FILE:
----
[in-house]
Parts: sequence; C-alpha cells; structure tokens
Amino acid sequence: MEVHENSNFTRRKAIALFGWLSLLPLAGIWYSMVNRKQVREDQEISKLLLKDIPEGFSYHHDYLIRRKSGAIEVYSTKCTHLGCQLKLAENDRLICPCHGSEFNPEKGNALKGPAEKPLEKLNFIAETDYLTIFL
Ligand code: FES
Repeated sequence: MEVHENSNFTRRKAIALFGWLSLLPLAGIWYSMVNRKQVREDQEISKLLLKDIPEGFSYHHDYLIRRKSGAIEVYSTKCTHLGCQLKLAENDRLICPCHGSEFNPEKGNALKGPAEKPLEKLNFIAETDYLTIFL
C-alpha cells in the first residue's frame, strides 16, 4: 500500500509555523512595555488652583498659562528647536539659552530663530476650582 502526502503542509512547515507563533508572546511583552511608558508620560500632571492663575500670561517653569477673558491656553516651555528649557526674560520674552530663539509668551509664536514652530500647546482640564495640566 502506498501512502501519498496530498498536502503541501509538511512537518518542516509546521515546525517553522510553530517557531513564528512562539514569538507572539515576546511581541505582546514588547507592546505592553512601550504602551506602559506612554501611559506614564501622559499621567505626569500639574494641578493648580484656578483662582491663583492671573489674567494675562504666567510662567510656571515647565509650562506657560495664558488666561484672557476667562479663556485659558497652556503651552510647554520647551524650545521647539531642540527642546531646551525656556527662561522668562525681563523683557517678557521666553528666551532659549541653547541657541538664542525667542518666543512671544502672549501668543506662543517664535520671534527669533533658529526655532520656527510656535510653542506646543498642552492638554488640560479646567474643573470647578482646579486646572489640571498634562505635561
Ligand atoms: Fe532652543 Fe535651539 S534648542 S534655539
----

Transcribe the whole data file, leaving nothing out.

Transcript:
[in-house]
Parts: sequence; C-alpha cells; structure tokens
Amino acid sequence: MEVHENSNFTRRKAIALFGWLSLLPLAGIWYSMVNRKQVREDQEISKLLLKDIPEGFSYHHDYLIRRKSGAIEVYSTKCTHLGCQLKLAENDRLICPCHGSEFNPEKGNALKGPAEKPLEKLNFIAETDYLTIFL
Ligand code: FES
Repeated sequence: MEVHENSNFTRRKAIALFGWLSLLPLAGIWYSMVNRKQVREDQEISKLLLKDIPEGFSYHHDYLIRRKSGAIEVYSTKCTHLGCQLKLAENDRLICPCHGSEFNPEKGNALKGPAEKPLEKLNFIAETDYLTIFL
C-alpha cells in the first residue's frame, strides 16, 4: 500500500509555523512595555488652583498659562528647536539659552530663530476650582 502526502503542509512547515507563533508572546511583552511608558508620560500632571492663575500670561517653569477673558491656553516651555528649557526674560520674552530663539509668551509664536514652530500647546482640564495640566 502506498501512502501519498496530498498536502503541501509538511512537518518542516509546521515546525517553522510553530517557531513564528512562539514569538507572539515576546511581541505582546514588547507592546505592553512601550504602551506602559506612554501611559506614564501622559499621567505626569500639574494641578493648580484656578483662582491663583492671573489674567494675562504666567510662567510656571515647565509650562506657560495664558488666561484672557476667562479663556485659558497652556503651552510647554520647551524650545521647539531642540527642546531646551525656556527662561522668562525681563523683557517678557521666553528666551532659549541653547541657541538664542525667542518666543512671544502672549501668543506662543517664535520671534527669533533658529526655532520656527510656535510653542506646543498642552492638554488640560479646567474643573470647578482646579486646572489640571498634562505635561
Ligand atoms: Fe532652543 Fe535651539 S534648542 S534655539